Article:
It appears that HAI rates are in a state of flux with reported decreases and increases, depending on the type of modality and patient involved. McMullen and colleagues report that CLABSI and CAUTI rates in their respective hospitals have increased in terms of cases per 1,000 patients4. Although, this could be inflated by a reduction in elective surgeries that increase the overall susceptibility of the patient population. In a personal communication from a hospital’s medical director, HAIs have remained stagnant year on year in their facility, further suggesting that there may not be a fundamental shift, despite improvements observed elsewhere.

It is not clear at this time, whether there is a silver lining to the ongoing valiant efforts to control the COVID-19 pandemic. As an increasing amount of year on year data becomes available, a brighter picture could yet still emerge. In the longer term, increased vigilance, and education of infection control both within healthcare and the community can only be a positive step in the right direction.

  1. Johns Hopkins University of Medicine coronavirus resource tracker, accessed 11/12/2020
  2. National Vital Statistics Reports, Volume 68, Number 6 June 24, 2019 U.S. Department of Health and Human Services.
  3. Cole J (2020) The impact of the COVID-19 Pandemic on Healthcare Acquired Infections with Multidrug Resistant Organisms; AJIC Journal Pre-Proof.
  4. McMullen K.M, Smith B.A and Rebmann, T (2020) Impact of SARS-CoV-2 on hospital acquired infection rates in the United States: Predictions and early results; AJIC Article in Press.
  5. Randall M and Minahan T (2020) Nosocomial methicillin resistant Staphylococcus aureus bacteremia in incarcerated patients with severs CPVID-19 infection; AJIC Article in Press.
  6. Farfour et, al. (2020) Carbapenemase-producing Enterobacterales outbreak: another dark side of COVID-19; AJIC; Journal Pre-Proof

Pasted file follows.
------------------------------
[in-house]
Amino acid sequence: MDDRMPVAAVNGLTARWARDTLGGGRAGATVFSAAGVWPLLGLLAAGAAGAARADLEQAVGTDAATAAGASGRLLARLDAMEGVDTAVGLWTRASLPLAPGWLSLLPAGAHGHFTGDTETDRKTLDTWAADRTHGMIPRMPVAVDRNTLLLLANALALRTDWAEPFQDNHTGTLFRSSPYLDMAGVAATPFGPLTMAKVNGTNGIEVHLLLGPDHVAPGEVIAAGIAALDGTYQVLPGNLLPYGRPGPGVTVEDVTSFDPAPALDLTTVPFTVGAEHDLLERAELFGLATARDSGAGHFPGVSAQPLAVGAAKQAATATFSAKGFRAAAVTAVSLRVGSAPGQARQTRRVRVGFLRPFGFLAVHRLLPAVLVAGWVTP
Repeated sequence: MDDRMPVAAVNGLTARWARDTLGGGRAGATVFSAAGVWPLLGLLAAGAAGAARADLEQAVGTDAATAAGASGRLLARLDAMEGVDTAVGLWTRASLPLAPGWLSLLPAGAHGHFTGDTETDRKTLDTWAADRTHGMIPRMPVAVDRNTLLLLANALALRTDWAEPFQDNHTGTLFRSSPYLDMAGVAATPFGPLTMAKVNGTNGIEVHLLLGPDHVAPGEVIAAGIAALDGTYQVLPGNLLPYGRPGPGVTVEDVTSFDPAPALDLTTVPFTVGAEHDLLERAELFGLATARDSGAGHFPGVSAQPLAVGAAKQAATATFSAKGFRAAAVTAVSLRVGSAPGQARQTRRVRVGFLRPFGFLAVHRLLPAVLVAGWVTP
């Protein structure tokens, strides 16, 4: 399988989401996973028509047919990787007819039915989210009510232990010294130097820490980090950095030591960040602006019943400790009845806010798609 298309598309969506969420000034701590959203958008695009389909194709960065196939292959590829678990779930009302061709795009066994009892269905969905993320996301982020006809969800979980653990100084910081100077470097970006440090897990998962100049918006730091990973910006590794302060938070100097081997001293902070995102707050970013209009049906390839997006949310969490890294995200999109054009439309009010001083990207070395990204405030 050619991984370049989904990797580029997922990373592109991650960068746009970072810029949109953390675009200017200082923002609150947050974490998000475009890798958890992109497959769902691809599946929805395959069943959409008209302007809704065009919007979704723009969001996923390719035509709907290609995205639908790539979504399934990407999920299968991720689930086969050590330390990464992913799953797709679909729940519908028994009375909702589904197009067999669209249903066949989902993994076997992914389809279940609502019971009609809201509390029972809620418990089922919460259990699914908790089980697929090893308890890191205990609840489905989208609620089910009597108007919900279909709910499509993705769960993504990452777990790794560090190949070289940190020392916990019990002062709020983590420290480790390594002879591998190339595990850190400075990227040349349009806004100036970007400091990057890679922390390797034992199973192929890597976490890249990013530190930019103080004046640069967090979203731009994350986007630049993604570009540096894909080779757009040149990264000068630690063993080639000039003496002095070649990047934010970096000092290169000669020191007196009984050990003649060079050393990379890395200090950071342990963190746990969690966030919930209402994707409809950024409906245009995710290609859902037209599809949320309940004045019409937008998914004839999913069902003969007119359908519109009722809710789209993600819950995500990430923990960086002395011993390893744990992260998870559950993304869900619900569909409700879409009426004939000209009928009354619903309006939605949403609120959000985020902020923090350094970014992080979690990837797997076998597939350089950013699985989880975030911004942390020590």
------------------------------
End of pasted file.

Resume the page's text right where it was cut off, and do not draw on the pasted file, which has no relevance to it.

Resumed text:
James Clayton
PDI, R&D Director, Laboratory Sciences, James Clayton Director Lab Science & Services, Research & Development


James started his career in the Pharmaceutical industry as a technician in Microbiology. After learning his foundations in a quality role, he transcended to antimicrobial product development and finally research. His endeavors took him out of his native England and across the pond to the US.

After several years developing disinfectants and antimicrobial products for global consumer brands, James took a role at PDI as the R&D Director of Laboratory Sciences.

Currently, James holds responsibility for R&D Analytical Chemistry, Quality, and Microbiology and chairs PDI’s Clinical Research Committee.


Phone: 845-709-2247

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Manchester Metropolitan University, United Kingdom
Bachelor of Science (Honors) in Biological Sciences (Microbiology)

ASTM Committee E35 and Sub-Committee E35.15, Antimicrobial Agents

Why I love what I do

I am passionately curious and love to ask the tough questions. When I came to healthcare I thought that best practice would be well understood and harmonious across the industry. I quickly realized that we are still learning, still evolving and juggling priorities when it comes to infection control. My personal mission is to serve PDI’s customers, our patients, with data driven science to prevent hospital acquired infections.

Areas of Expertise

Environmental disinfection
Hand hygiene